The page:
WOMEN WINEMAKERS ARE FINALLY MAKING SIGNIFICANT INROADS
March is Women’s History Month, so we’ve decided to feature women winemakers in the Monthly Amaro Wine Club. Again, similar to our February edition on wine made by couples (for previous Wine Club selections and literature, click here), we are focusing on the winemakers themselves in lieu of the winemaking, but of course we won’t ignore the winemaking component altogether.
Before highlighting the exceptional women winemakers who produce the three wines that comprise this month’s wine club, we will discuss the general topic of women in the wine industry. It probably comes as no surprise that women are sorely underrepresented, and equally unsurprising that this has nothing to do with inherent ability and professional skills and training. Although there are examples of women who have run wine estates as far back as a couple of centuries (Champagne houses are a particularly prominent example), there hasn’t been a meaningful influx of women into the wine industry until only a decade and a half decade ago. That said, inroads have been significant enough that there are now highly respected, seasoned women winemakers from whom we can hear meaningful anecdotes about the topic of women in the wine industry. In particular, we found the article in Wine Enthusiast, “Meet 10 Trailblazing Women Leading the Wine Industry Forward,” to be particularly informative as its 10 interviewees are from varied backgrounds and geographies.
Among the Wine Enthusiast interviews there was some predictable consensus, notably that there is still an uphill battle for women newcomers in an industry that has a longstanding fraternal network. Another theme was that women are hard pressed to be taken seriously in the physical part of the industry, that is, in the vineyard and in the cellar. As a result, women who succeed in this respect prove themselves by working long hours and doing extra physical labor. Also, again predictably, every one of these seasoned professionals still encounter situations in which buyers and other professionals in the industry on a first physical encounter assume that a male colleague or staff member nearby are the winemakers. On this note, it is not surprising that women are making much faster progress entering the non-viticultural side of the industry, as export managers, in communication and marketing departments, in quality control, etc.
Geographical differences also appear to be a thing. In the US, women appear to be entering the industry at a larger volume than their European and South American counterparts. Four out of the five of the American women interviewed in the article even mentioned noticing less difference in how they were treated in the cellar and vineyards among male counterparts who were at the same age, level of experience, and training as them, signalling a groundshift.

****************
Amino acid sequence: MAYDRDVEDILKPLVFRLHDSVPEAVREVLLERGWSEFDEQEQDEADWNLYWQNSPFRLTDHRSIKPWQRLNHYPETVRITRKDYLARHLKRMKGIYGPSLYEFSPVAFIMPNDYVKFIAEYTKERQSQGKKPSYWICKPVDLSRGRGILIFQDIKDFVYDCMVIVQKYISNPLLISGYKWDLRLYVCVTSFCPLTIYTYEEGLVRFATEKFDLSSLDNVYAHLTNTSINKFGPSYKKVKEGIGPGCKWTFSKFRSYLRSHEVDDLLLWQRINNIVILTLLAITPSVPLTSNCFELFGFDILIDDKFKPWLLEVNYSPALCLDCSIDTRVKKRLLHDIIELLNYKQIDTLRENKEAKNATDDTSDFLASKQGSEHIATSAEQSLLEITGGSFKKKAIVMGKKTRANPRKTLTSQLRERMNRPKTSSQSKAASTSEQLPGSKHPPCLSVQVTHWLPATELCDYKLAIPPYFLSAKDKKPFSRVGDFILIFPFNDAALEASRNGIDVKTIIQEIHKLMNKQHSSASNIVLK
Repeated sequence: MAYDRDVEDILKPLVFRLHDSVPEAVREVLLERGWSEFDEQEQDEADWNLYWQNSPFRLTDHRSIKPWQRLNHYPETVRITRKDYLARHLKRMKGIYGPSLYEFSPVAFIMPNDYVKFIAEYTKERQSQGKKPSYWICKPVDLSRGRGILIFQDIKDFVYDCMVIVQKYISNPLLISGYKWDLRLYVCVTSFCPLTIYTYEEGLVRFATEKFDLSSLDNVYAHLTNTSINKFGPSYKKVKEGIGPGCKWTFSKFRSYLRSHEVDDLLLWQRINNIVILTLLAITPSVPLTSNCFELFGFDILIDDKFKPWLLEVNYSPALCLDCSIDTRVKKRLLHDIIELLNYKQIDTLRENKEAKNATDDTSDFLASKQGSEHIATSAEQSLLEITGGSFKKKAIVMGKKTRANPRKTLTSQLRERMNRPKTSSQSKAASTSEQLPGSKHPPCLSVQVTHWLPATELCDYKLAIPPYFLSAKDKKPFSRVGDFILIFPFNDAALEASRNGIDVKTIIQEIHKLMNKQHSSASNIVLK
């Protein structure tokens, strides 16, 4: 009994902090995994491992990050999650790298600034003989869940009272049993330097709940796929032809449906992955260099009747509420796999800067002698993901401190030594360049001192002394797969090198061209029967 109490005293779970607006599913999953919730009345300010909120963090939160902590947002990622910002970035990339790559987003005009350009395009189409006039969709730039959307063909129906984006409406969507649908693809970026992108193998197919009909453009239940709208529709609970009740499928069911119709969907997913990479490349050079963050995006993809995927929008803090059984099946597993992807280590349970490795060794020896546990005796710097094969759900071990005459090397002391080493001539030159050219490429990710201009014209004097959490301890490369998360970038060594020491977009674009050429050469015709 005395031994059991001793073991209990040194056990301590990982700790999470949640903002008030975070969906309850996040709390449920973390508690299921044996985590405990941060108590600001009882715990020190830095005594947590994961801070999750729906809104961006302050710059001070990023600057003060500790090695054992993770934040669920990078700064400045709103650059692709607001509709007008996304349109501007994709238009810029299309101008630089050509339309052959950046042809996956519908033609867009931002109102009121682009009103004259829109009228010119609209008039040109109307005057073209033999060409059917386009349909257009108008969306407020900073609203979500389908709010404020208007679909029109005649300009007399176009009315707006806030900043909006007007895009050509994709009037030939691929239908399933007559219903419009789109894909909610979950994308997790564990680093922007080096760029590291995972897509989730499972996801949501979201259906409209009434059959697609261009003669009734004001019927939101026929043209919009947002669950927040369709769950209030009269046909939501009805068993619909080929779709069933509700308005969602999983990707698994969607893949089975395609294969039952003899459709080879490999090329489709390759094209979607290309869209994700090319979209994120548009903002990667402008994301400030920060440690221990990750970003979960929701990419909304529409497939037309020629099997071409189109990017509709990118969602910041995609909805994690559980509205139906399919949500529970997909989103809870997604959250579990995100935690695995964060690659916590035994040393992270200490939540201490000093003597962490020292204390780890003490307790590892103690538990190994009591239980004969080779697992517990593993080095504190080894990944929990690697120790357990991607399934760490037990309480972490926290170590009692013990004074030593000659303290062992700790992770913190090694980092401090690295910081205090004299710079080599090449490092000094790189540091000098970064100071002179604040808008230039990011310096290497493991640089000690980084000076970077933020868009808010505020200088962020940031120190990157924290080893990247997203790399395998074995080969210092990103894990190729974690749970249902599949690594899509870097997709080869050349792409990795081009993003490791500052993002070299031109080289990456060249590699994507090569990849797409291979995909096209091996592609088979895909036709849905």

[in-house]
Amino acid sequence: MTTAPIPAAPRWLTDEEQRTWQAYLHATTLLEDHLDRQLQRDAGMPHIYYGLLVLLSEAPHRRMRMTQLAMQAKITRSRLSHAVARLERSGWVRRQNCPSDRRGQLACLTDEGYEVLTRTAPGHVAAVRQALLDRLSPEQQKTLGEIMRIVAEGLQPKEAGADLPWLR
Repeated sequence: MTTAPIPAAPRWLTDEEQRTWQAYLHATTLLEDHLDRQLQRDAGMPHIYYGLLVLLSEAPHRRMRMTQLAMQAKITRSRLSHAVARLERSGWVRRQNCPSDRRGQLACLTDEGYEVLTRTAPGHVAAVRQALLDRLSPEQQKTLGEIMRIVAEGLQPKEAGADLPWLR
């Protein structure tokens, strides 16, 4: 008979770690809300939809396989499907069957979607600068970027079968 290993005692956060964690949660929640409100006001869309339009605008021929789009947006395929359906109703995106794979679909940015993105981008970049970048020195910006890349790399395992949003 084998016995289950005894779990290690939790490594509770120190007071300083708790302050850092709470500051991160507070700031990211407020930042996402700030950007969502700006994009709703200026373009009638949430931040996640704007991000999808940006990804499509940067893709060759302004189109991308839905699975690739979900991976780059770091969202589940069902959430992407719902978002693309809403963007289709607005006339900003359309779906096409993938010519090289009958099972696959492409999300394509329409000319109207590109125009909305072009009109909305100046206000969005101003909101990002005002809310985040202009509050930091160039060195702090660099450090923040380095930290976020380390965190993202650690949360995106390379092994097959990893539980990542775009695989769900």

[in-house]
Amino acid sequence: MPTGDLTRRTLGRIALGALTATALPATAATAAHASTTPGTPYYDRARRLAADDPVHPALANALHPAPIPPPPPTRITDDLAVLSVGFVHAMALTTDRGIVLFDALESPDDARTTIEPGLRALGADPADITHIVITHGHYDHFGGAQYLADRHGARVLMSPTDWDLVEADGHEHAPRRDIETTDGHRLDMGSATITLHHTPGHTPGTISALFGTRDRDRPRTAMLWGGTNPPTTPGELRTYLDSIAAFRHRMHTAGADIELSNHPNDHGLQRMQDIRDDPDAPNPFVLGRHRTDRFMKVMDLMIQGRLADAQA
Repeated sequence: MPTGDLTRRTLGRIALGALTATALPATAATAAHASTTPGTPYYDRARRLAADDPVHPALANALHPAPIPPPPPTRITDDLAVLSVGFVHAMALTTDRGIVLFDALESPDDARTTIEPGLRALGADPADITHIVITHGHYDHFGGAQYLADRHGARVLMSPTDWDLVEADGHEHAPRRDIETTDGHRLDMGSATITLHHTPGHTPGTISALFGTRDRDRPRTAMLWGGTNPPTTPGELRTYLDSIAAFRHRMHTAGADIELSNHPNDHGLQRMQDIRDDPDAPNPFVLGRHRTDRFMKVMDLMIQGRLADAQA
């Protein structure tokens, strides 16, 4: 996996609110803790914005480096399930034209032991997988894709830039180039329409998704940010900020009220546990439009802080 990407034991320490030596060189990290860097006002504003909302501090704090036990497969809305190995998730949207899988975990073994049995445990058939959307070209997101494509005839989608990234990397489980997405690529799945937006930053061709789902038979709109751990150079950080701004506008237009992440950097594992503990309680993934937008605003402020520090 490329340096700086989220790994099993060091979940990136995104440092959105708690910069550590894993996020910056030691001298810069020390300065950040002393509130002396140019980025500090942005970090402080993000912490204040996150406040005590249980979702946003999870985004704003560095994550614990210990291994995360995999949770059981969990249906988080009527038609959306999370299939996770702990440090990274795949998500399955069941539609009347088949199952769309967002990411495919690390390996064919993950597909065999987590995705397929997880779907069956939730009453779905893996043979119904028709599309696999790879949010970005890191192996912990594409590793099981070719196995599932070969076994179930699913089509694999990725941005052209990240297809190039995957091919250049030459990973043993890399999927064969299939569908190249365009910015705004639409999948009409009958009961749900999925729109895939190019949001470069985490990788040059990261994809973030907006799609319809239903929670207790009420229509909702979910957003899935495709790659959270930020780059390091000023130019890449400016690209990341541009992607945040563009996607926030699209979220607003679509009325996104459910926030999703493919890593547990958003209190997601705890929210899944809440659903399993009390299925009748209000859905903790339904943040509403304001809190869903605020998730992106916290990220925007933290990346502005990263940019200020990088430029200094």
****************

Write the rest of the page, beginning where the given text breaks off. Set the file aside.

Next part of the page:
However, interestingly, this may be a regional phenomenon even in the US as those who reported this groundshift were winemakers in California, Oregon, and Washington, while the interviewee from Long Island, Kelly Urbanik Koch, of Macari Vineyards, noted that in the Eastern United States, it was still quite difficult to get a foot in the door as a woman, and that there was less of a percentage of woman winemakers in the east than even in other parts of the world.
It appears that American women also tend to enter a winemaking career through academic degrees and professional training programs more so than through family and/or inheriting an estate. Meanwhile, the interviewees from Europe who grew up on estates professed to be accepted more easily in winemaking networks than women in Europe who entered the industry through degrees and professional training. One interesting anecdote was telling; Elena Pozzoloni, of Tenuta Sette Cieli, earned a degree in viticulture and enology from the University of Pisa where she specialized in vineyard diseases. She found that teaching the “old men” in Italy best practices to avoid vineyard diseases was an impossible task as they were uninterested in accepting advice from a young woman. So Elena traveled the world and discovered more open-mindedness and less cultural rigidity before returning to Italy with a proven track record.
Andrea León, of Lapostolle Wines in Chile, gives yet another interesting geographical/cultural nuance. While also approaching winemaking academically, with a double major in economics and oenology and viticulture, she felt easily accepted working in vineyards in Chile as she was surrounded by other female laborers, and she even worked two harvests while pregnant. Instead, she felt the gender barricades on the trade side of the business where there was a macho South American social network culture that did not welcome women.
So what can we say about the difference between the actual wine that men and women produce? Among the 10 professionals interviewed in Wine Enthusiast, there were opinions that women tended to be detail-oriented, maybe more attuned to subtleties and nuances, and more aware of their surroundings and able to see a bigger picture, all of which relate more to the creative “gut” aspect of the winemaking process as opposed to the scientific process. But Kelly Koch and Elena Pozzolini both eloquently voiced opinions that more or less mirrored the consensus of the 10 interviewees:
Kelly: "winemaking is such an individual thing and that many differences can be attributed more to personality than gender.”
Elena: “I think women have a different approach, are perhaps more detail-oriented, but everyone has their own style that contributes to great, unique wines.”